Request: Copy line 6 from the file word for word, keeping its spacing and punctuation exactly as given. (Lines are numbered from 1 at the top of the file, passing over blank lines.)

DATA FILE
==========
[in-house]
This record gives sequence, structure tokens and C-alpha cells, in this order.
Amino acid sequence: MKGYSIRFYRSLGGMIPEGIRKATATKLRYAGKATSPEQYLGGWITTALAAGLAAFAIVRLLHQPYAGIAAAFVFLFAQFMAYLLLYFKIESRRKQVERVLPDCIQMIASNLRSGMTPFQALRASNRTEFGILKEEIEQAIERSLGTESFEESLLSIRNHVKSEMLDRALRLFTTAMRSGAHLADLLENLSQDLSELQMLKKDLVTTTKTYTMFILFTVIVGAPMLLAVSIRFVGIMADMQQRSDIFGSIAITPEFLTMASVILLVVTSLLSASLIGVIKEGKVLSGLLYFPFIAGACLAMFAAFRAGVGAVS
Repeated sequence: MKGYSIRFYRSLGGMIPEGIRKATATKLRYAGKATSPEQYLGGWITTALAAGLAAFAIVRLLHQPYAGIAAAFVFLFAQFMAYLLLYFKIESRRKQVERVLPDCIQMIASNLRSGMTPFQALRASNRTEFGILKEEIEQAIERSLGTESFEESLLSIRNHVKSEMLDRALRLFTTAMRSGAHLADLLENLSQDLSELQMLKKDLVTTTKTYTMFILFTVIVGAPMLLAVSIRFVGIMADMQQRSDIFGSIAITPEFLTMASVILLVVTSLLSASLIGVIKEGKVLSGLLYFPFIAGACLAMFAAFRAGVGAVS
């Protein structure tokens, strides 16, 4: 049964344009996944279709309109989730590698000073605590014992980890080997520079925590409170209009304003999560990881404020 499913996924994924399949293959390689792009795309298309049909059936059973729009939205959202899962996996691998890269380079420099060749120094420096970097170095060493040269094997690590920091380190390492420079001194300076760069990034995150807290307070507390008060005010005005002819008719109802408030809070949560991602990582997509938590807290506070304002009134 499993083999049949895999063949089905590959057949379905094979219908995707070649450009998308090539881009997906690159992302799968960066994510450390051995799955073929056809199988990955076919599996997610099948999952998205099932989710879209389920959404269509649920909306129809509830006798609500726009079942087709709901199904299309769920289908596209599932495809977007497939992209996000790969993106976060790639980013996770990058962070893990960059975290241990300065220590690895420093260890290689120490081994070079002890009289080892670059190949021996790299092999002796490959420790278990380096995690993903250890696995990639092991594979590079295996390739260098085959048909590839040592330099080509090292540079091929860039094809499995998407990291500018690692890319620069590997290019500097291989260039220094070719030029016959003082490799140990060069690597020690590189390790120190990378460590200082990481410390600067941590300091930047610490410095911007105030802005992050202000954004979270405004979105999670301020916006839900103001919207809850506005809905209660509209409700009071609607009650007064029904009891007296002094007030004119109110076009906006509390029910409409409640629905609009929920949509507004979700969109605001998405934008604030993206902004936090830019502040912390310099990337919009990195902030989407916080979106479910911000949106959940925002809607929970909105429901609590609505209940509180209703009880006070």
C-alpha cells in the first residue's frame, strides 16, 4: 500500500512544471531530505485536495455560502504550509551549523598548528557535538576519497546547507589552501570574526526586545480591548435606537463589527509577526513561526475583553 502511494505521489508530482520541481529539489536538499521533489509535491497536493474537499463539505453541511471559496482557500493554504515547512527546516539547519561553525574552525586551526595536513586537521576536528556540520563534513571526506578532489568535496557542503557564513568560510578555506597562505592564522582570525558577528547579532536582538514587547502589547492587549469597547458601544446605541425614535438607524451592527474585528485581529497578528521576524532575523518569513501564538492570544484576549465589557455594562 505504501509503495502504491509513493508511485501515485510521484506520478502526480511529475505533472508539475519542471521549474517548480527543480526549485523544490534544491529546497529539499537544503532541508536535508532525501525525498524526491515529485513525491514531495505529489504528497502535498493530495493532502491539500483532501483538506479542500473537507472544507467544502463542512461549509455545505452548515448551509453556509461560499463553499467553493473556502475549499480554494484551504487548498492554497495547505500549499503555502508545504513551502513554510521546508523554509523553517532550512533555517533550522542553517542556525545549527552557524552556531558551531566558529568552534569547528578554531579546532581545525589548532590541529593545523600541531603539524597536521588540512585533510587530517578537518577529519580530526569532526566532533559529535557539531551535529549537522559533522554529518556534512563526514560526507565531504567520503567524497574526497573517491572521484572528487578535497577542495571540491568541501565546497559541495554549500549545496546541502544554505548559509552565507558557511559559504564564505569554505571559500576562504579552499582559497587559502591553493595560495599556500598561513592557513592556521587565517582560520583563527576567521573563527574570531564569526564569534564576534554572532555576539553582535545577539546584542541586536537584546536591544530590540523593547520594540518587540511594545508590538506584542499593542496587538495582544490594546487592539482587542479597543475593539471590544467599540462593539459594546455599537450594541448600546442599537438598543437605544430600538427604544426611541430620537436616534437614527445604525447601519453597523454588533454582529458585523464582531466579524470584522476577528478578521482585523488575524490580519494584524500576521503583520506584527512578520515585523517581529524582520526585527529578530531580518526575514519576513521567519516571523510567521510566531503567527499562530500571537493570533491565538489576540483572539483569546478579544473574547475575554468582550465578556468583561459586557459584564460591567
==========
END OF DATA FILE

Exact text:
C-alpha cells in the first residue's frame, strides 16, 4: 500500500512544471531530505485536495455560502504550509551549523598548528557535538576519497546547507589552501570574526526586545480591548435606537463589527509577526513561526475583553 502511494505521489508530482520541481529539489536538499521533489509535491497536493474537499463539505453541511471559496482557500493554504515547512527546516539547519561553525574552525586551526595536513586537521576536528556540520563534513571526506578532489568535496557542503557564513568560510578555506597562505592564522582570525558577528547579532536582538514587547502589547492587549469597547458601544446605541425614535438607524451592527474585528485581529497578528521576524532575523518569513501564538492570544484576549465589557455594562 505504501509503495502504491509513493508511485501515485510521484506520478502526480511529475505533472508539475519542471521549474517548480527543480526549485523544490534544491529546497529539499537544503532541508536535508532525501525525498524526491515529485513525491514531495505529489504528497502535498493530495493532502491539500483532501483538506479542500473537507472544507467544502463542512461549509455545505452548515448551509453556509461560499463553499467553493473556502475549499480554494484551504487548498492554497495547505500549499503555502508545504513551502513554510521546508523554509523553517532550512533555517533550522542553517542556525545549527552557524552556531558551531566558529568552534569547528578554531579546532581545525589548532590541529593545523600541531603539524597536521588540512585533510587530517578537518577529519580530526569532526566532533559529535557539531551535529549537522559533522554529518556534512563526514560526507565531504567520503567524497574526497573517491572521484572528487578535497577542495571540491568541501565546497559541495554549500549545496546541502544554505548559509552565507558557511559559504564564505569554505571559500576562504579552499582559497587559502591553493595560495599556500598561513592557513592556521587565517582560520583563527576567521573563527574570531564569526564569534564576534554572532555576539553582535545577539546584542541586536537584546536591544530590540523593547520594540518587540511594545508590538506584542499593542496587538495582544490594546487592539482587542479597543475593539471590544467599540462593539459594546455599537450594541448600546442599537438598543437605544430600538427604544426611541430620537436616534437614527445604525447601519453597523454588533454582529458585523464582531466579524470584522476577528478578521482585523488575524490580519494584524500576521503583520506584527512578520515585523517581529524582520526585527529578530531580518526575514519576513521567519516571523510567521510566531503567527499562530500571537493570533491565538489576540483572539483569546478579544473574547475575554468582550465578556468583561459586557459584564460591567